Now, I work for the German Aerospace Center (DLR) at the Institute of Space Systems. I was lucky enough to participate and launch an experiment on board a high-altitude balloon in the REXUS/BEXUS student programme with four other SpaceMasters. Through this I found a thesis at DLR and after completing my study, was asked to apply for a position. I work as a project engineer for REXUS/BEXUS and other sounding rocket programmes. Every day I use knowledge that I acquired during SpaceMaster, you realize that the hard work pays off though in understanding many facets of the space industry that you would not have been exposed to otherwise.
I’ll always be glad I made the decision to join SpaceMaster. It gave me the boost to launch my career in the space industry.
Jean-Dominique Coste (Round 2)
After SpaceMaster: Columbus Payload Integration Engineer at Astrium Space Transportation
I am now starting a career within the Human Spaceflight program, working on integration and project coordination of payloads for Europe’s main space outpost: the Columbus laboratory onboard the International Space Station. This work involves interaction with international project teams, astronauts, ESA and NASA. It blends engineering, science and management aspects in a multicultural context: exactly what SpaceMaster prepares for.
I entered SpaceMaster with a BSc. in Applied Physics, which portrayed me as a “scientist” in the group. I have been very interested in the integrated science/engineering approach developed in the program, particularly in Kiruna where I spent my second year. I choosed a combined track, and obtained a deep understanding in “what do we look for in space and why”, and “how do we do it”. It is indeed crucial for a scientist to know what are the engineer’s capabilities and expectations, and vice-versa. This has been a focal point in the teaching and is one of the reasons that make this program unique. The fascinating and challenging student team projects also gave me precious hints in international project management – along with dedicated lectures in Kiruna.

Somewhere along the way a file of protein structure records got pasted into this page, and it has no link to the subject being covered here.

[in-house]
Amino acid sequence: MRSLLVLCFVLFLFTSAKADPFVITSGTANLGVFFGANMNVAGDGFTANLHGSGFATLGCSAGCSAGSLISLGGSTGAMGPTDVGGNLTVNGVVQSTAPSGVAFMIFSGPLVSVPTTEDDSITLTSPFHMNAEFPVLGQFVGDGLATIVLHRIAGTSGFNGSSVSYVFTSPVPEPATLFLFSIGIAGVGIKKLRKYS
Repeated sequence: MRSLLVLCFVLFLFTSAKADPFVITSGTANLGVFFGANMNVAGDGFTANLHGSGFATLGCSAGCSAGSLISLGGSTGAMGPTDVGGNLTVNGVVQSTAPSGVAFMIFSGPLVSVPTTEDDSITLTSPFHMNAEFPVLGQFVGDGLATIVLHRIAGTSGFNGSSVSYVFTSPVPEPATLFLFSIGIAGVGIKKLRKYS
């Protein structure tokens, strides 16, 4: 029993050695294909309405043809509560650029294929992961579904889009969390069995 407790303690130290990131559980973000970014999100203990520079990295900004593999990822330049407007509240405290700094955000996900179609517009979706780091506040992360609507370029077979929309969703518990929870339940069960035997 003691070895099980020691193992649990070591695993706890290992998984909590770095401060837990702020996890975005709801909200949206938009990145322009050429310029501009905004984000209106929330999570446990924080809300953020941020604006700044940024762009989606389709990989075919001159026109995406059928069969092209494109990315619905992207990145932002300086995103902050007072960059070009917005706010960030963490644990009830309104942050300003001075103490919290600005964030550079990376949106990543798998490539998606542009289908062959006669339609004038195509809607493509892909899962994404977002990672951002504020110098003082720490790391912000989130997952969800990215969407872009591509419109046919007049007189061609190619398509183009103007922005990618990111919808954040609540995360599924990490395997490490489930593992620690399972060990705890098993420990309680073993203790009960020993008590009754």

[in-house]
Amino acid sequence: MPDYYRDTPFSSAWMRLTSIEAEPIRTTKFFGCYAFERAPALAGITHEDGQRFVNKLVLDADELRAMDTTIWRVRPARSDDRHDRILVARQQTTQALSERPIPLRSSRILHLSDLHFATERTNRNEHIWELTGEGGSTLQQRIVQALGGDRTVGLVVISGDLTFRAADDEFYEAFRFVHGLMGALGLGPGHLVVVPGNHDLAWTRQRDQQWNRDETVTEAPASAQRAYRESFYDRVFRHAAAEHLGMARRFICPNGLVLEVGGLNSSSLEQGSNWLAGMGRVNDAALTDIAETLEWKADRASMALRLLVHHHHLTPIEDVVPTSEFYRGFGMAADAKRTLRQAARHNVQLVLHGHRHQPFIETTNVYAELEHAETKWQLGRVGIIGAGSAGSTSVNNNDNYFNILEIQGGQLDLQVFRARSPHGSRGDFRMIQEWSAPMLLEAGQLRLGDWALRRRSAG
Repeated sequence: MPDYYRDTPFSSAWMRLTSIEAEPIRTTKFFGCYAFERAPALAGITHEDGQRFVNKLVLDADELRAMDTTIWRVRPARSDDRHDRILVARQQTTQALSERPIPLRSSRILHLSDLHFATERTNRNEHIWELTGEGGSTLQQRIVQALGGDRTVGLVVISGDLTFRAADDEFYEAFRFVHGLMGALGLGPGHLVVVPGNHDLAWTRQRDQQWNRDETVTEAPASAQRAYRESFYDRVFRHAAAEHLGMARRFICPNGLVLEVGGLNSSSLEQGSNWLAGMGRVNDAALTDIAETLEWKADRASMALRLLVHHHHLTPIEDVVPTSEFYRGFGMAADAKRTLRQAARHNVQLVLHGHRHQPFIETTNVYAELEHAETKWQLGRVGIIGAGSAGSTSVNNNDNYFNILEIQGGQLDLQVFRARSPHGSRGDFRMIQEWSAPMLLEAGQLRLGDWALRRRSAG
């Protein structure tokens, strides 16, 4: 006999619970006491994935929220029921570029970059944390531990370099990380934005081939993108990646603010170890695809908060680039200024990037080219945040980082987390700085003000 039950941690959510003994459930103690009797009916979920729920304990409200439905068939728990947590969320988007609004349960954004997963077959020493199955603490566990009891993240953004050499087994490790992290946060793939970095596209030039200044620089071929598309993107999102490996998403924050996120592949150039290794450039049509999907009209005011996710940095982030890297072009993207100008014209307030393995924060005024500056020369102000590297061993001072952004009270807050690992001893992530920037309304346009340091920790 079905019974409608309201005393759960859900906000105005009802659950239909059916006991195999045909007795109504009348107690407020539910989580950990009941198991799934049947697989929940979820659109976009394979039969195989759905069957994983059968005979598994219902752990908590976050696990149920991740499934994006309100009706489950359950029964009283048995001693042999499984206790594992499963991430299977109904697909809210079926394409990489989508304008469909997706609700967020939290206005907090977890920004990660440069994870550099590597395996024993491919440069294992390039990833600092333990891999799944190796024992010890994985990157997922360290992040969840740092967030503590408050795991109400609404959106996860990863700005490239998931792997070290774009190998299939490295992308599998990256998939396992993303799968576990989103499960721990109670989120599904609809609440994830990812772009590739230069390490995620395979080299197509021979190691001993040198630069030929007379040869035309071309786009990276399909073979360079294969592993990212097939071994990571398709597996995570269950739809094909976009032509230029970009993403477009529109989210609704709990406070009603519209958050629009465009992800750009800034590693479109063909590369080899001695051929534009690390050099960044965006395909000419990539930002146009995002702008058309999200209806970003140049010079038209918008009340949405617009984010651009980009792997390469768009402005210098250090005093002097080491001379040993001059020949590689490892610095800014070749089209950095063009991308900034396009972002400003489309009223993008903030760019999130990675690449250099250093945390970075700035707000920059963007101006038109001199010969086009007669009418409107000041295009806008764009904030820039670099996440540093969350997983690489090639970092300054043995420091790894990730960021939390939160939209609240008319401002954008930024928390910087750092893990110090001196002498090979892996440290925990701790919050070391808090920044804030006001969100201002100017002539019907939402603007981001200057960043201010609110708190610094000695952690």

I entered the space professional world at ESA for my master thesis, and from now on at Astrium. I can say without a doubt that SpaceMaster prepares students best for this business, as it is tailored to its particular needs: global understanding of the various fields, of the interaction between the different players involved, specialization in one area, and smooth handling of international cooperation.
Last but not least, SpaceMaster is a life-changing, mind-opening experience on a personal point of view. It gathers brilliant, passionate and like-minded young individuals that maintain a stimulating and truly enjoyable atmosphere not only for the 2-year course but long after graduation days are gone. Seriously…Join us !
David Leal Martínez (Round 3)
David graduated from Electronic Systems Engineering, a bachelor’s degree which is a mixture of computer science and electronics focusing on robotics and artificial intelligence, at the Monterrey Institute of Technology in Monterrey, Mexico. Afterwards he worked in the fields of IT, Electronic Design, Wireless Networks and Test Automation during 3 years before starting the SpaceMaster Program in 2007. On his second year of SpaceMaster, David went to the Helsinki University of Technology (TKK) where he focused on Robotics. In his master’s thesis "Reconfigurable Multi Robot Society Based on Lego Mindstorms" he created the society from scratch and he presented it in the AAAI Robot Workshop, part of the International Joint Conferences on Artificial Intelligence (IJCAI) 2009.